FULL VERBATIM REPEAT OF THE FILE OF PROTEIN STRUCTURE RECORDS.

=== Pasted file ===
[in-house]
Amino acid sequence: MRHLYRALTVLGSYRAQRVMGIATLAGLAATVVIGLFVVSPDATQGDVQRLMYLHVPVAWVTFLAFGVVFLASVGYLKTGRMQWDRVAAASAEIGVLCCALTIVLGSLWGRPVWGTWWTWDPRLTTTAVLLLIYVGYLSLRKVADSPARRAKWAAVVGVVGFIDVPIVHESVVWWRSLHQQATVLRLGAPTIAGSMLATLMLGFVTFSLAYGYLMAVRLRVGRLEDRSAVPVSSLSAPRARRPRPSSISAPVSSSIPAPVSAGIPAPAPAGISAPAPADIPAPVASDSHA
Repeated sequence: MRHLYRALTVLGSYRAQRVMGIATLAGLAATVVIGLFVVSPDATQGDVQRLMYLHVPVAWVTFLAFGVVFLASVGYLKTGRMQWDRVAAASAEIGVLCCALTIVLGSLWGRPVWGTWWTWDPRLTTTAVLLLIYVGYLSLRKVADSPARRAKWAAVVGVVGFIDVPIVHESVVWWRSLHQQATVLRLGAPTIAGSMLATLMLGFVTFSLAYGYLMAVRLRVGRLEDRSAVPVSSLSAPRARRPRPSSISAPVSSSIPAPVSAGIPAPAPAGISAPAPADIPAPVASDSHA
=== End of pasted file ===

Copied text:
[in-house]
Amino acid sequence: MRHLYRALTVLGSYRAQRVMGIATLAGLAATVVIGLFVVSPDATQGDVQRLMYLHVPVAWVTFLAFGVVFLASVGYLKTGRMQWDRVAAASAEIGVLCCALTIVLGSLWGRPVWGTWWTWDPRLTTTAVLLLIYVGYLSLRKVADSPARRAKWAAVVGVVGFIDVPIVHESVVWWRSLHQQATVLRLGAPTIAGSMLATLMLGFVTFSLAYGYLMAVRLRVGRLEDRSAVPVSSLSAPRARRPRPSSISAPVSSSIPAPVSAGIPAPAPAGISAPAPADIPAPVASDSHA
Repeated sequence: MRHLYRALTVLGSYRAQRVMGIATLAGLAATVVIGLFVVSPDATQGDVQRLMYLHVPVAWVTFLAFGVVFLASVGYLKTGRMQWDRVAAASAEIGVLCCALTIVLGSLWGRPVWGTWWTWDPRLTTTAVLLLIYVGYLSLRKVADSPARRAKWAAVVGVVGFIDVPIVHESVVWWRSLHQQATVLRLGAPTIAGSMLATLMLGFVTFSLAYGYLMAVRLRVGRLEDRSAVPVSSLSAPRARRPRPSSISAPVSSSIPAPVSAGIPAPAPAGISAPAPADIPAPVASDSHA